“O Come and Sing to God, the Lord”

“O COME AND SING TO GOD, THE LORD”

“Come, let us sing unto the Lord; let us make a joyful noise to the Rock of our salvation” (Psalm 95:1)

     INTRO.:  A hymn which exhorts us to sing unto the Lord and make a joyful noise to the Rock of our salvation is “O Come and Sing to God, the Lord.”  The text, based on Psalm 95:1-6 is taken from The Psalter, 1912.  It is based upon an earlier version of the Psalm taken from the 1650 Scottish Psalter:

1. “O come, let us sing to the Lord,

To Him our voices raise;

With joyful noise let us the Rock

Of our salvation praise.”

2. “Let us before His presence come

With praise, and thankful voice;

Let us sing psalms to Him with grace,

And make a joyful noise.”

3. “For God’s a great God, and great King;

Above all gods He is.

The depths of earth are in His hands;

The heights of hills are His.”

4. “To Him the spacious sea belongs,

For He the same did make;

The dry land also from His hands

Its form at first did take.”

5. “O come, and let us worship Him;

Let us bow down withal,

And on our knees before the Lord,

Our Maker, let us fall.”

     Several tunes have been used with the song.  One (St. Peter) was composed in 1836 by Alexander R. Reinagle (1799-1877).  Today it is most often used with “In Christ There Is No East or West.”  Another one (Dundee) is taken from Scottish Psalter, 1615, and attributed to Guillaume Franc (c. 1505-1570).  It has become well know from its use with “God Moves in a Mysterious Way.”  Still another (Chopin) was composed in 1854 by Isaac B. Woodbury (1819-1858).  The most commonly used tune (Irish) found with the Psalm in modern hymnbooks is taken from A Collection of Hymns and Sacred Poems published at Dublin, Ireland, in 1749.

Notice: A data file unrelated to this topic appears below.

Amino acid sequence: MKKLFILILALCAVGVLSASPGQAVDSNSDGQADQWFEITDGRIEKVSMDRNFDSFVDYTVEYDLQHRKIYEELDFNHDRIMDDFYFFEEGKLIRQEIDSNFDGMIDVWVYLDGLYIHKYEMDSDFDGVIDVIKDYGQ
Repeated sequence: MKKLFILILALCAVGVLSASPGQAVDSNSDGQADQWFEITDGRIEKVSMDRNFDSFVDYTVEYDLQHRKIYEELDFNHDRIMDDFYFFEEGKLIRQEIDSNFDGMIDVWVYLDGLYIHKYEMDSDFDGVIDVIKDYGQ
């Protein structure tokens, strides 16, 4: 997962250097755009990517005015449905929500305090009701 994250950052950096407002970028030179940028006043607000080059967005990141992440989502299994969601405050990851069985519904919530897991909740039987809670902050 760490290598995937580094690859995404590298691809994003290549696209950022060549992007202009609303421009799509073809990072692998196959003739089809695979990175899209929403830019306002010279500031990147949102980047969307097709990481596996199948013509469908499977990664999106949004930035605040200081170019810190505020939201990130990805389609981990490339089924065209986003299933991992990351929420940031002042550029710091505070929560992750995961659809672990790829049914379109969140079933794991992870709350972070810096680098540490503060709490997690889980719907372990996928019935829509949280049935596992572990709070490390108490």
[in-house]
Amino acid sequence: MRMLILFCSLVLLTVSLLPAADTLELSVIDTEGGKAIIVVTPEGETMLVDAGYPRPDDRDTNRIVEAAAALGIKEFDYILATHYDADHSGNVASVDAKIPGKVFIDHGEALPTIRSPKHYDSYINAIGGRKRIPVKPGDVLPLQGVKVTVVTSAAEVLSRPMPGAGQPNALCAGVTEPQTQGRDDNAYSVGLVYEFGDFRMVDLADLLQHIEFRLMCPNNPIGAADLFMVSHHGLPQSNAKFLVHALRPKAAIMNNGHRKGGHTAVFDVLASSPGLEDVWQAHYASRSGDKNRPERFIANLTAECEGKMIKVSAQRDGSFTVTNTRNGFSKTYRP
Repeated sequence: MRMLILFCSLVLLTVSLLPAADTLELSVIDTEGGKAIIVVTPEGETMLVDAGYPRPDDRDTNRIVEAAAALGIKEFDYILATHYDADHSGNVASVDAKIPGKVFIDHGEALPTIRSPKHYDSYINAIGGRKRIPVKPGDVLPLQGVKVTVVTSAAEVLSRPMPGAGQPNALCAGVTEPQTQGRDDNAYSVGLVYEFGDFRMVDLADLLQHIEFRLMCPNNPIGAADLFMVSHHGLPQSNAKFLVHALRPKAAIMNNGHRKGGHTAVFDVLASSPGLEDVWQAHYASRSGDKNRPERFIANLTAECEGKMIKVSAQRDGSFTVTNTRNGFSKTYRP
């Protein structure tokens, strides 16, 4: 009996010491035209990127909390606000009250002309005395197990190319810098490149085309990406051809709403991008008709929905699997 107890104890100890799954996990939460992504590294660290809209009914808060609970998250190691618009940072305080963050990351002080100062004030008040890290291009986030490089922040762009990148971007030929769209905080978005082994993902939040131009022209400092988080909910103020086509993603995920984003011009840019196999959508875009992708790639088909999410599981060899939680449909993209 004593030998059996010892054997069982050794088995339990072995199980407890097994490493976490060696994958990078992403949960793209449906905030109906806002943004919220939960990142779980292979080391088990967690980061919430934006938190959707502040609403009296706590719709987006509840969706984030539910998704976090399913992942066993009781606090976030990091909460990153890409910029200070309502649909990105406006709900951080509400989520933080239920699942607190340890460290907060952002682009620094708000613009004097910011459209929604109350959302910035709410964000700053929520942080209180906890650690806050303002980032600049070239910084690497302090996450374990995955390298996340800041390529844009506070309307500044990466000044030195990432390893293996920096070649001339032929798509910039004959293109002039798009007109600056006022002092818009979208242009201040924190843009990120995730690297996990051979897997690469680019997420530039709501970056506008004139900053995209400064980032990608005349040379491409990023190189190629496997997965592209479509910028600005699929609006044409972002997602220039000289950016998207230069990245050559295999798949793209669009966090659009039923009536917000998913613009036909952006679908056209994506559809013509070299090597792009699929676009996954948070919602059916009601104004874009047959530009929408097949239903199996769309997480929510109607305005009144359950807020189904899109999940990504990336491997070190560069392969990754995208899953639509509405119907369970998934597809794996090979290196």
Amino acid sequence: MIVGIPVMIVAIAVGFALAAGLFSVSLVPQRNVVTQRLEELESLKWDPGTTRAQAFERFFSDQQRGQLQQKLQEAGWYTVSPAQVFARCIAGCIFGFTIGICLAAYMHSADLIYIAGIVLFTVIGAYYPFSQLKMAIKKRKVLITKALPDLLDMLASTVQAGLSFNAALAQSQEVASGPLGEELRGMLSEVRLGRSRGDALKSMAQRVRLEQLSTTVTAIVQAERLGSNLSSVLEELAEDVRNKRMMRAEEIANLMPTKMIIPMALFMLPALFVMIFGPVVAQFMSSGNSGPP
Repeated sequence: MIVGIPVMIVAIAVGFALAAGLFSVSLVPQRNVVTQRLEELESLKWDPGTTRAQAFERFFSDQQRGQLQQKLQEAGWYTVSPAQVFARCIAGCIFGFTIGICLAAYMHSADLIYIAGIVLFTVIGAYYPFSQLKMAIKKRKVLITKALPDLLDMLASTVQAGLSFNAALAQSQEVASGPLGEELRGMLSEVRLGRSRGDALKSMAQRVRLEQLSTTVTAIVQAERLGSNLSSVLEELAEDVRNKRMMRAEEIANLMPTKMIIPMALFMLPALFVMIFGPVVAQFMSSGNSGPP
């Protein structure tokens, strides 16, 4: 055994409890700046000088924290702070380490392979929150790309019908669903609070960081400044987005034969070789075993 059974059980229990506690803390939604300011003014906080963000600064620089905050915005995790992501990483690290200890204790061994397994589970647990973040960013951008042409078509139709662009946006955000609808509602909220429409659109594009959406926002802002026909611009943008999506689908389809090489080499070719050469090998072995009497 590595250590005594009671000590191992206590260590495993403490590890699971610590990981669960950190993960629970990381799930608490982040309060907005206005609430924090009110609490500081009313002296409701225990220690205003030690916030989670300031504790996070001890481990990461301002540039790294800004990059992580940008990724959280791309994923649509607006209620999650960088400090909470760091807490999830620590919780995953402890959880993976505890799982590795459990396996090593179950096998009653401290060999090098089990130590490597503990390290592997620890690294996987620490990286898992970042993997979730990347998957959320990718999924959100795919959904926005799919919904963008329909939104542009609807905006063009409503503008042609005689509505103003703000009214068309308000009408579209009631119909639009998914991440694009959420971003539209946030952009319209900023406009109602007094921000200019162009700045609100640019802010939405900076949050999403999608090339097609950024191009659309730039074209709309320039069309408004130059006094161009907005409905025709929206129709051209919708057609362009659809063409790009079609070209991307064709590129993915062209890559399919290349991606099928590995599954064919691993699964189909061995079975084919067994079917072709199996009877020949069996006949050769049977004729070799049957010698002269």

The song urges us to come before the Lord and sing praises to His name.

I. Stanza 1 shows what we need to do

“O come and sing to the God, the Lord,

To Him our voices raise;

Let us in our most joyful songs

The Lord, our Savior, praise.”

 A. We need to come before the Lord since worship is often pictured as coming before His presence: Ps. 100:2

 B .When we do this, we can sing to the Lord as we raise our voices: Ps. 126:2

 C. The purpose of this is to praise Him: Ps. 21:13

II. Stanza 2 shows where we need to do it

“Before His presence let us come

With praise and thankful voice;

Let us sing joyful psalms to Him,

With grateful hearts rejoice.”

 A. While there’s a sense in which we’re always in the presence of God, there’s a special sense in which the righteous come before His presence in worship: Ps. 140:13

 B. When we are in His presence, we can praise Him with thankful voice: Ps. 30:12

 C. Thus, our grateful hearts can rejoice in His presence: Ps. 2:11

III. Stanza 3 shows to whom we need to do it

“The Lord Our God is King of kings,

Above all gods His throne;

The depths of earth are in His hand,

The mountains are His own.”

 A. We worship the Lord because He is King of kings: Ps. 47:7

 B. He is above all gods on His throne: Ps. 96:4-5

 C. His greatness is demonstrated by the fact that He created the earth and the mountains: Ps. 33:6-9

IV. Stanza 4 shows why we need to do it

“To Him the spacious sea belongs,

He made its waves and tides;

And by His hand the rising land

Was formed and still abides.”

 A. God is worthy of worship because the spacious sea belongs to Him by virtue of creation: Ps. 24:1-2

 B. In fact, He made everything that moves through the paths of the seas, with its waves and tides: Ps. 8:8

 C. Also, His hand formed the land: Ps. 90:1-2

V. Stanza 5 shows how we need to do it

“O come and, bowing down to Him,

Our worship let us bring;

O let us praise the gracious Lord,

Our Maker and our King.”

 A. Bowing before the Lord is a symbol of humility: Ps. 72:9

 B. Our purpose in doing this is to bring worship to the Lord: Ps. 5:7

 C. And in so doing, we honor Him who made the heaven and the earth: Ps. 146:6

     CONCL.: We no longer sing only Psalms, as was the almost universal practice in English speaking churches of the seventeenth and early eighteenth centuries.  However, we should be careful not to throw the baby out with the bathwater.  Certainly, there is much that we can learn from the Psalms about praising God and that we can use from the Psalms in our worship, as they admonish us, “O Come and Sing to God, the Lord.”

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